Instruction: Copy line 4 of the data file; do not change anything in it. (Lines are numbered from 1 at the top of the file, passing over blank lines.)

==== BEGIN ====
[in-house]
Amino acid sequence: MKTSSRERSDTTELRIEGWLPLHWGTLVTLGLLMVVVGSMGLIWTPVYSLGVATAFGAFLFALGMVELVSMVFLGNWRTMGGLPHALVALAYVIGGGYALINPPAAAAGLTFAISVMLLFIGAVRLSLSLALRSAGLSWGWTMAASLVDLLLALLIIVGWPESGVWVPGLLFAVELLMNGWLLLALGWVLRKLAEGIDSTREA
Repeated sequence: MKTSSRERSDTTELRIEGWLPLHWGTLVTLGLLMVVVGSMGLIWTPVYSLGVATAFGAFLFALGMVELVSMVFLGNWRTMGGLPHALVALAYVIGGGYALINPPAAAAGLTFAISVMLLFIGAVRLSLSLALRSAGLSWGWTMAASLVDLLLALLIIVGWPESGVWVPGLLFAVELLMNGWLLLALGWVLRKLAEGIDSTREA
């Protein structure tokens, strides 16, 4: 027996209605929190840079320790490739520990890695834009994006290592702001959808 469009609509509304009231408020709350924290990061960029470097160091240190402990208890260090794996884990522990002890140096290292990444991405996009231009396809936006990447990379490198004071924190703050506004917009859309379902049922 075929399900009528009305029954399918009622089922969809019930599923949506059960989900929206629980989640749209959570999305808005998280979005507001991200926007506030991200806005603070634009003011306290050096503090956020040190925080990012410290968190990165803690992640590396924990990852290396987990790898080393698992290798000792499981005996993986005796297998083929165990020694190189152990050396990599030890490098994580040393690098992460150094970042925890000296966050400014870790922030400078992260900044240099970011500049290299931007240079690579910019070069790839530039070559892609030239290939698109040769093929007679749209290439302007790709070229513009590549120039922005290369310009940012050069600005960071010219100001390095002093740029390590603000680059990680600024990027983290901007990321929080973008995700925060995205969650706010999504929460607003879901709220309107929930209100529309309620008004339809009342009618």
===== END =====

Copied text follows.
């Protein structure tokens, strides 16, 4: 027996209605929190840079320790490739520990890695834009994006290592702001959808 469009609509509304009231408020709350924290990061960029470097160091240190402990208890260090794996884990522990002890140096290292990444991405996009231009396809936006990447990379490198004071924190703050506004917009859309379902049922 075929399900009528009305029954399918009622089922969809019930599923949506059960989900929206629980989640749209959570999305808005998280979005507001991200926007506030991200806005603070634009003011306290050096503090956020040190925080990012410290968190990165803690992640590396924990990852290396987990790898080393698992290798000792499981005996993986005796297998083929165990020694190189152990050396990599030890490098994580040393690098992460150094970042925890000296966050400014870790922030400078992260900044240099970011500049290299931007240079690579910019070069790839530039070559892609030239290939698109040769093929007679749209290439302007790709070229513009590549120039922005290369310009940012050069600005960071010219100001390095002093740029390590603000680059990680600024990027983290901007990321929080973008995700925060995205969650706010999504929460607003879901709220309107929930209100529309309620008004339809009342009618």